Background: The early diagnosis of tuberculous (TB) meningitis remains difficult. In South Africa, the HIV epidemic has shifted the spectrum of meningitis towards chronic infections (mainly tuberculosis [TB] and cryptococcosis). This study aimed to analyze clinical, cerebrospinal fluid (CSF) and pathological findings and outcomes in TB meningitis to evaluate whether HIV infection significantly influences the characteristic findings.
Patients and methods: 40 consecutive patients with TB meningitis presenting at the Pretoria Academic Hospital were evaluated clinically and chest X-rays (CXR), computerized tomography (CT) brain scans, CSF profiles, HIV and routine blood tests were analyzed. Postmortem examinations (PM) were performed in seven patients and outcomes were assessed after treatment.
Results: 20 patients were HIV-positive and 17 were negative (three not tested). History and clinical findings were similar in both groups. The mean Glasgow Coma Scale (GCS) value on admission was 13 in both groups, while CXR showed abnormalities consistent with TB in 9/17 with HIV and 7/15 without, with abnormal CT brain scans in 15/19 patients with HIV and 12/16 without. Dilated ventricles and infarcts occurred more commonly in HIV-positive patients. The CSF results showed similar results in both groups. PM in three HIV-positive patients showed weakly formed granulomas and extensive endarteritis and infarcts. Outcomes were similar in the two groups, but a low GCS value on admission was a better prognostic indicator than the CD4-count in HIV-positive patients.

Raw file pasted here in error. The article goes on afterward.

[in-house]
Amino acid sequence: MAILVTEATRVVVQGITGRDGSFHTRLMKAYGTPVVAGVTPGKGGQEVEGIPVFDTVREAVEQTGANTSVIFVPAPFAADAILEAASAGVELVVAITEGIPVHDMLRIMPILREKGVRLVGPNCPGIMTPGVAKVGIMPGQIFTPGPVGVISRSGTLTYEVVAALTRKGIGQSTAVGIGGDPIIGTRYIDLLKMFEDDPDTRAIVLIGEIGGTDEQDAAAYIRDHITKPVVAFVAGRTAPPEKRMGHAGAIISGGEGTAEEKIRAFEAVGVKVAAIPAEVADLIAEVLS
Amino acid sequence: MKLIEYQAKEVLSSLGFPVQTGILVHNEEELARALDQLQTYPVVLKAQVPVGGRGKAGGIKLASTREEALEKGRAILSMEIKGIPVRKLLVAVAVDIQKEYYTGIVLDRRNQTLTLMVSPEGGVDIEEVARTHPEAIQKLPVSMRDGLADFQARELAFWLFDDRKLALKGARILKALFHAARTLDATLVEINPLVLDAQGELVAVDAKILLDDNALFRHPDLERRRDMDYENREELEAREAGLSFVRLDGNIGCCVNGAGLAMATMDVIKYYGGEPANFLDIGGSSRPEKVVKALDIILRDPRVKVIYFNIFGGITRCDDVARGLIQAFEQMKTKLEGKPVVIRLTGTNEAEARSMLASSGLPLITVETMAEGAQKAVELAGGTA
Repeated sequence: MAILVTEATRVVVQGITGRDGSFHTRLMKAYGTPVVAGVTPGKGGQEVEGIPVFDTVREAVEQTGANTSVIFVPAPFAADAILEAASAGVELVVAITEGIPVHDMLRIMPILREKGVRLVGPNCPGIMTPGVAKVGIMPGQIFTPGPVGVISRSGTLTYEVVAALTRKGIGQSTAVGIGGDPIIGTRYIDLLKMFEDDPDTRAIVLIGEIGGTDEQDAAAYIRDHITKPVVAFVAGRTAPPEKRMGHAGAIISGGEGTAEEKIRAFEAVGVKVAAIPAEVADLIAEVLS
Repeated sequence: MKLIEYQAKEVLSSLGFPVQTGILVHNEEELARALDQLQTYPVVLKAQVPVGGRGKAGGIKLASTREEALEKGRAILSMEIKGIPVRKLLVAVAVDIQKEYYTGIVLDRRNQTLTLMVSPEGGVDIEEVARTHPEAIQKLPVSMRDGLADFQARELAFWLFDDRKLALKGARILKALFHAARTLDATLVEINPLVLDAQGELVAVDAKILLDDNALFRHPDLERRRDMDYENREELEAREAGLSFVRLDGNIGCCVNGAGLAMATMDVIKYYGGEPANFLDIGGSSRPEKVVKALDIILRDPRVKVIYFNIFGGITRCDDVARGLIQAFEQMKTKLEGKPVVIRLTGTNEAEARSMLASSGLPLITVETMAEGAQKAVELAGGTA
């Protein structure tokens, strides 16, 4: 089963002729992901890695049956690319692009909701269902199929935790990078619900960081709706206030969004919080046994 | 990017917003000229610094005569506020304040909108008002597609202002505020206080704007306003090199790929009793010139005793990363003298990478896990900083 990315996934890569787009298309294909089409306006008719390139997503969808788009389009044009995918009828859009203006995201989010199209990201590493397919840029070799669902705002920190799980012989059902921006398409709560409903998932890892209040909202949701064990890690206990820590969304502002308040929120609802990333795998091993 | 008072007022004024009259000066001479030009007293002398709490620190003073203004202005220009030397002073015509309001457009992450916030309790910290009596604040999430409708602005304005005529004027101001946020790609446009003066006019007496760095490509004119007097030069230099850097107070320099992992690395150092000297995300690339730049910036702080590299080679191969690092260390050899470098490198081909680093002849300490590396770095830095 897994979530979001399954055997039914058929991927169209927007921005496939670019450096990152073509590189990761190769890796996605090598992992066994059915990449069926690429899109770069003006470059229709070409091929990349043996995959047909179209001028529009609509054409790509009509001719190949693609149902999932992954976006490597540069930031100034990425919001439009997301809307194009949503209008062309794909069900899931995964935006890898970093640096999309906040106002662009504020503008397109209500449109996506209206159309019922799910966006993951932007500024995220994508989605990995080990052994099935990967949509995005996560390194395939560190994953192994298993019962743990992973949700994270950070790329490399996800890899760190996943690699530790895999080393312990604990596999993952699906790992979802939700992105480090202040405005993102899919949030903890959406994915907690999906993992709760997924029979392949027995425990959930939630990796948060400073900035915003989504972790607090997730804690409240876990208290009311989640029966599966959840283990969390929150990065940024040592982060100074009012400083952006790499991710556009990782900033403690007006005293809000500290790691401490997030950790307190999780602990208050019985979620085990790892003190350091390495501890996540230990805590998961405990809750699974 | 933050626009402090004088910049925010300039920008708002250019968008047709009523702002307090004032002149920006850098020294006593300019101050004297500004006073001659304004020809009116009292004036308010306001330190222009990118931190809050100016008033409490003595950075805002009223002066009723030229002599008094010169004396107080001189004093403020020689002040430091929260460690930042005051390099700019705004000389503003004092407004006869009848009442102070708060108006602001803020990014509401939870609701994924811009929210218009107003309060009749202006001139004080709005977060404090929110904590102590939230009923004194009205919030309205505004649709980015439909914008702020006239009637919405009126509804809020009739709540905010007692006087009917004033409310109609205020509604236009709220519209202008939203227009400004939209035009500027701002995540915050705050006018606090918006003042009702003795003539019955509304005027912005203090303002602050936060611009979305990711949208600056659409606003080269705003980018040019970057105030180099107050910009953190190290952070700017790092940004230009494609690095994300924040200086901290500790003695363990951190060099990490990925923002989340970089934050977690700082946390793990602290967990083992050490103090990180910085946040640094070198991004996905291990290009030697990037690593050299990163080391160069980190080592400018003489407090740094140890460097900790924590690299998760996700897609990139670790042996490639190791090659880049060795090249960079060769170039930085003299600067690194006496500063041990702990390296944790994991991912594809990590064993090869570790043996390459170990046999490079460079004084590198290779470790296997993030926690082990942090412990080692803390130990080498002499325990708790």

Conclusion: HIV infection does not significantly alter clinical and CSF findings in TB meningitis in South Africa, but ventricular dilatation and infarcts are more frequent in HIV-positive patients. The GCS gives a better indicator of prognosis than the CD4-count.